The United States, European Union, and other G7 members imposed coordinated sanctions on Russia’s Central Bank today in a move that is designed to have a significant and sustained impact on the Russian economy by limiting Russia’s ability to sell foreign currency reserves and support the ruble. The bloc had announced an agreement to impose sanctions on Russia’s Central Bank over the weekend.
In the United States, the Office of Foreign Assets Control (OFAC) issued a new Directive 4 pursuant to E.O. 14024, prohibiting U.S. persons from engaging in any transaction involving Russia’s Central Bank, National Wealth Fund, or Ministry of Finance, including any transfer of assets to the entities, or any foreign exchange transaction, for or on behalf of the entities without OFAC authorization. OFAC expanded an existing general license to authorize certain transactions “related to energy” through 12:01 a.m. EST on June 24, 2022 that involve the Central Bank. With the exception of authorized energy transactions, the action effectively immobilizes Russian government foreign currency reserves that are subject to U.S. jurisdiction. OFAC is likely to issue additional guidance on the intended scope of the new sanctions in the coming days.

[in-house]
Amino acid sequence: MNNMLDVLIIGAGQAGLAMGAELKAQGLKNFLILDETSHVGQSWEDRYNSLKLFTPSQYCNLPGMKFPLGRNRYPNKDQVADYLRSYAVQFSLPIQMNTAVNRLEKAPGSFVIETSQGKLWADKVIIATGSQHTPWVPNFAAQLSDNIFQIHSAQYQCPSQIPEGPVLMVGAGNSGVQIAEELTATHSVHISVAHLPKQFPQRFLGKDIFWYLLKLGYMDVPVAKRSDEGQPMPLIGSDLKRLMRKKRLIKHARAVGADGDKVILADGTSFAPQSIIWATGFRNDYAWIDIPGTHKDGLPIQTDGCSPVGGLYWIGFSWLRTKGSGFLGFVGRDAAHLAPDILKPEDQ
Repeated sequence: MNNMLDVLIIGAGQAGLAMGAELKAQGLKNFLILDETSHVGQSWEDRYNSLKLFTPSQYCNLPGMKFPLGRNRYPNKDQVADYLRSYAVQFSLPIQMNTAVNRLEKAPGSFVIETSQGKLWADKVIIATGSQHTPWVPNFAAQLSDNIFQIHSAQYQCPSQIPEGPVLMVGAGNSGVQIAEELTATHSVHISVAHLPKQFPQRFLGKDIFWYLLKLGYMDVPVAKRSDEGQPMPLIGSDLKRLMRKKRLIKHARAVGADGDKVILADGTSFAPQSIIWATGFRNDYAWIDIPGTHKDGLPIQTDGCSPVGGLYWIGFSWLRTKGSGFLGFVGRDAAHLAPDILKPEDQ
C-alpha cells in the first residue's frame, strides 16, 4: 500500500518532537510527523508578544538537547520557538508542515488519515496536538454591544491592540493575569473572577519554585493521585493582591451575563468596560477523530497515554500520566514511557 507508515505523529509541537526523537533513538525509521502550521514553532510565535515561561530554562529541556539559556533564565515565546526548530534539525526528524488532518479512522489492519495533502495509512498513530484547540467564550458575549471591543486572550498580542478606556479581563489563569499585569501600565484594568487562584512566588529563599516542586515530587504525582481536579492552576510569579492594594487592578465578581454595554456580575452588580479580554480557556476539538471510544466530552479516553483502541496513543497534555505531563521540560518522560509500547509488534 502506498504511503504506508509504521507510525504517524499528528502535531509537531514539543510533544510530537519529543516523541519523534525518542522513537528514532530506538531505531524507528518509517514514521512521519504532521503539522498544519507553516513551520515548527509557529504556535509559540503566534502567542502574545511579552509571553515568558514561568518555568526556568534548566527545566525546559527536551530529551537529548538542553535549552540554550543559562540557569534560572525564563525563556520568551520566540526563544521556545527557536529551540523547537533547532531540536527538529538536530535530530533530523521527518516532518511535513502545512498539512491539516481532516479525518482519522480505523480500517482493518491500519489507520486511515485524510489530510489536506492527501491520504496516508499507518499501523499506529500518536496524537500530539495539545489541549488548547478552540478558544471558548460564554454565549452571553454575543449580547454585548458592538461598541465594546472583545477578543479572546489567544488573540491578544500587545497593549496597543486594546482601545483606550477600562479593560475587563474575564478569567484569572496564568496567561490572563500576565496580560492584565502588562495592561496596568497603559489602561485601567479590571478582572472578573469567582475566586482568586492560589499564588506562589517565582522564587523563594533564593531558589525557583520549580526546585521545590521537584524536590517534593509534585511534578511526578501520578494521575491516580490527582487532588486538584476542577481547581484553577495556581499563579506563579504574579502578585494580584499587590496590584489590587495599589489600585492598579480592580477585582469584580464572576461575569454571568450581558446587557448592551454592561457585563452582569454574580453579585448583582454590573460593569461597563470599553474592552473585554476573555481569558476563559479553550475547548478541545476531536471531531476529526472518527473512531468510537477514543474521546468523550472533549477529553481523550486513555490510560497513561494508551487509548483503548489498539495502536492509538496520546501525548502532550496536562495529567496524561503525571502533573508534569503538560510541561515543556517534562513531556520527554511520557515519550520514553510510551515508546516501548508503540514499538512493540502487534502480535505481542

The EU similarly amended its Russia sanctions regulations (Regulation (EU) 833/2014) today to impose corresponding prohibitions on “transactions related to the management of reserves as well as of assets of the Central Bank of Russia, including transactions with any legal person, entity or body acting on behalf of, or at the direction of, the Central Bank of Russia.” Other G7 members, including the United Kingdom, have imposed or are in the process of imposing corresponding measures.
The announcement of these measures has already had a significant impact on the value of the ruble, and will form a core part of Western pressure on Russia in response to the ongoing conflict in Ukraine.